Etymology
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Libra (n.)
zodiac constellation represented by a pair of scales, late Old English, from Latin libra "a balance, pair of scales," also "pound (unit of weight)," from Proto-Italic *leithra- "pound." De Vaan compares Greek litra "name of a Sicilian coin," which "was probably borrowed from an Italic language at the stage containing [-thr-]."

Not a separate constellation in ancient Greece, where it was khelae, "the claws" of adjacent Skorpios. Nativized in Old Norse as skala-merki. Meaning "person born under the sign of Libra" is from 1894. Related: Libral; Libran.
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Libya 
ancient name for the northern part of Africa west of Egypt, attested in heiroglyphics from 2000 B.C.E., of unknown origin. In Greek use, sometimes meaning all of Africa. The modern nation acquired the name in 1934, when Italy, which then held it as a colony, revived the name as that of the colony, which became formally independent in 1951. Related: Libyan (adj. and n., both c. 1600), earlier as an adjective Lybic (1540s); as a noun, for the inhabitants and the country, Middle English had Libie. The combining form is Libyo-.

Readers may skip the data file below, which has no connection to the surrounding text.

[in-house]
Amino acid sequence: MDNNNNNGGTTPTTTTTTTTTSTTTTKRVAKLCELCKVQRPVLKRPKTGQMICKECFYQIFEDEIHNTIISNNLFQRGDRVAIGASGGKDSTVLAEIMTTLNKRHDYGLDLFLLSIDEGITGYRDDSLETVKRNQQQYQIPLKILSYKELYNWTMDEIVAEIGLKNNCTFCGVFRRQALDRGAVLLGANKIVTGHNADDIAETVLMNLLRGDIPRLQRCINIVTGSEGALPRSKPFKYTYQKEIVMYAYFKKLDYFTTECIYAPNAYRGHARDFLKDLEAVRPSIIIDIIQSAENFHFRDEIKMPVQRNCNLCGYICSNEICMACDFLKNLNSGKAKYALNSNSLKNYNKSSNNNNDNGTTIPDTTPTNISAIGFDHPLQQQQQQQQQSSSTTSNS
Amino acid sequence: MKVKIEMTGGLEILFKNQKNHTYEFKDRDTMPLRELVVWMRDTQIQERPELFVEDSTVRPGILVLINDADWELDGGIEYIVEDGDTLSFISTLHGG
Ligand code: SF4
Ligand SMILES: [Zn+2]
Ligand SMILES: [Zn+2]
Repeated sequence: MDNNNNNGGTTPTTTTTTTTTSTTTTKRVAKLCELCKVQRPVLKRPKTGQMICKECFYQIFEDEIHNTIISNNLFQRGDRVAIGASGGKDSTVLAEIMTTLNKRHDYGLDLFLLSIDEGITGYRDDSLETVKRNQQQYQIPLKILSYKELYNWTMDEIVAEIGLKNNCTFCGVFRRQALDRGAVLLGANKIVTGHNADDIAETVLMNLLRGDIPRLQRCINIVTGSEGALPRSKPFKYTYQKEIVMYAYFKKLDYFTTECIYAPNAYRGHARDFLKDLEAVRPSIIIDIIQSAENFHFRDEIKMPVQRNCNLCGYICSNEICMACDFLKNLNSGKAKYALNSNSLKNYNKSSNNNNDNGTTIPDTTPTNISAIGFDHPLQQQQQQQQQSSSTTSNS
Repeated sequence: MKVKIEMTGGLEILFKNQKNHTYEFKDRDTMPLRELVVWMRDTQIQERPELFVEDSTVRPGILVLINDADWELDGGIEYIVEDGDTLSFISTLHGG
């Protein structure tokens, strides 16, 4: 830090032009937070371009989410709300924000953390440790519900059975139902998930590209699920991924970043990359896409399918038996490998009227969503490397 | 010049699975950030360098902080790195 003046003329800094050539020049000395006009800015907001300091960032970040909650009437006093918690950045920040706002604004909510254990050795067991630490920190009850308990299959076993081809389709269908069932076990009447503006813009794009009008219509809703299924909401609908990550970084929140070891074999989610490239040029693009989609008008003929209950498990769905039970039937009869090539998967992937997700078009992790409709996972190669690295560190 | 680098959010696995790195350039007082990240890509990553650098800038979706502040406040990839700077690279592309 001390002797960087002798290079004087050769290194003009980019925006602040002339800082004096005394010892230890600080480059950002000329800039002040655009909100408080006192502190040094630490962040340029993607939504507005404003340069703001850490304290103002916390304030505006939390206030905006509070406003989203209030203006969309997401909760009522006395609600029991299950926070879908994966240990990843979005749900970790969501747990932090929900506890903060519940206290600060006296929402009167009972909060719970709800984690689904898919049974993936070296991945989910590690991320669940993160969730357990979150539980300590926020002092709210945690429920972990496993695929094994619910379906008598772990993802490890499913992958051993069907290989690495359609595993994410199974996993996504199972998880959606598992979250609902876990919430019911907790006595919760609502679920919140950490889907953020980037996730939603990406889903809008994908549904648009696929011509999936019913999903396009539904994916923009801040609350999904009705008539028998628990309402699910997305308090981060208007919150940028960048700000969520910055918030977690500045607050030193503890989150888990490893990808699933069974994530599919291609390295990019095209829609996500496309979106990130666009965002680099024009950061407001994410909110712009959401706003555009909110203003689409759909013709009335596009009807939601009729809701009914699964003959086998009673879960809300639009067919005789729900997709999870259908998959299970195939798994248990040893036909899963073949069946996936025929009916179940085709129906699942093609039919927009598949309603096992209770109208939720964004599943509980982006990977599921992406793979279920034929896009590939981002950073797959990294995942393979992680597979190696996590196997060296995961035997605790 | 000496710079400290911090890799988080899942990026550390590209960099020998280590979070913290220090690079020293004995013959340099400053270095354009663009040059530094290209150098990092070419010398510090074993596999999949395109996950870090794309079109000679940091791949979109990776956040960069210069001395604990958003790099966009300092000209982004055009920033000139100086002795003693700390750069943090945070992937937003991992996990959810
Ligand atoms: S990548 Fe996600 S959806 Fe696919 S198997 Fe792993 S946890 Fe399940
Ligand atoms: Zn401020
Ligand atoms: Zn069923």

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Liberia 
African nation, begun as a resettlement project of freed American slaves in 1822 by the American Colonization Society (founded for that purpose in 1816), launched as a free republic in 1847; the name was chosen by society member and U.S. senator Robert Goodloe Harper (1765-1825) from Latin liber "free" (see liberal (adj.)) + -ia. Related: Liberian, but this also can mean "pertaining to Pope Liberius" (352-66).
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